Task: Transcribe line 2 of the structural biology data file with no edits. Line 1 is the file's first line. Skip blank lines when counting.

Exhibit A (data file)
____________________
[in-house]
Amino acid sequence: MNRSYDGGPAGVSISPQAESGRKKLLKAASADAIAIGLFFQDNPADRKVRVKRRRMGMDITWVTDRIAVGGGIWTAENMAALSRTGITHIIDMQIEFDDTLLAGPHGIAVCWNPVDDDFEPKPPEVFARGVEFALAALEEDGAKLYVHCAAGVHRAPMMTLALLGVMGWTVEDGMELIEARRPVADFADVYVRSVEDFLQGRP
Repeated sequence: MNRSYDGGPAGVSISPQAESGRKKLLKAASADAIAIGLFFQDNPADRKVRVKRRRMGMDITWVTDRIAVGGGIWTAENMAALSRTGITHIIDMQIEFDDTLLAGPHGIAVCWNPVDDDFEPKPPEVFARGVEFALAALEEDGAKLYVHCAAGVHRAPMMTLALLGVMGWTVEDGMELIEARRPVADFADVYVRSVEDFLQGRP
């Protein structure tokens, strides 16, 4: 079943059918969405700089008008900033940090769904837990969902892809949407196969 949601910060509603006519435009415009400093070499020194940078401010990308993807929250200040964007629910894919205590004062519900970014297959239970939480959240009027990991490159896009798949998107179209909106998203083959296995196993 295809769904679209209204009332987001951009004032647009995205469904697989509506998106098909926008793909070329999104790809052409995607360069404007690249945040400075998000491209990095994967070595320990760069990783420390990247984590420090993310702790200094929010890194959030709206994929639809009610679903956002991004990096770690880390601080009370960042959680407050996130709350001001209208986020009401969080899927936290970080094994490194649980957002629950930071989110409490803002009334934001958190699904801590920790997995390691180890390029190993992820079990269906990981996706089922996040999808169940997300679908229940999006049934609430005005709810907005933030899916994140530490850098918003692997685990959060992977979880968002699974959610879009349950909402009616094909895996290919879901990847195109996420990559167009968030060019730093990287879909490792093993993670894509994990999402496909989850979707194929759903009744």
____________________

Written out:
Amino acid sequence: MNRSYDGGPAGVSISPQAESGRKKLLKAASADAIAIGLFFQDNPADRKVRVKRRRMGMDITWVTDRIAVGGGIWTAENMAALSRTGITHIIDMQIEFDDTLLAGPHGIAVCWNPVDDDFEPKPPEVFARGVEFALAALEEDGAKLYVHCAAGVHRAPMMTLALLGVMGWTVEDGMELIEARRPVADFADVYVRSVEDFLQGRP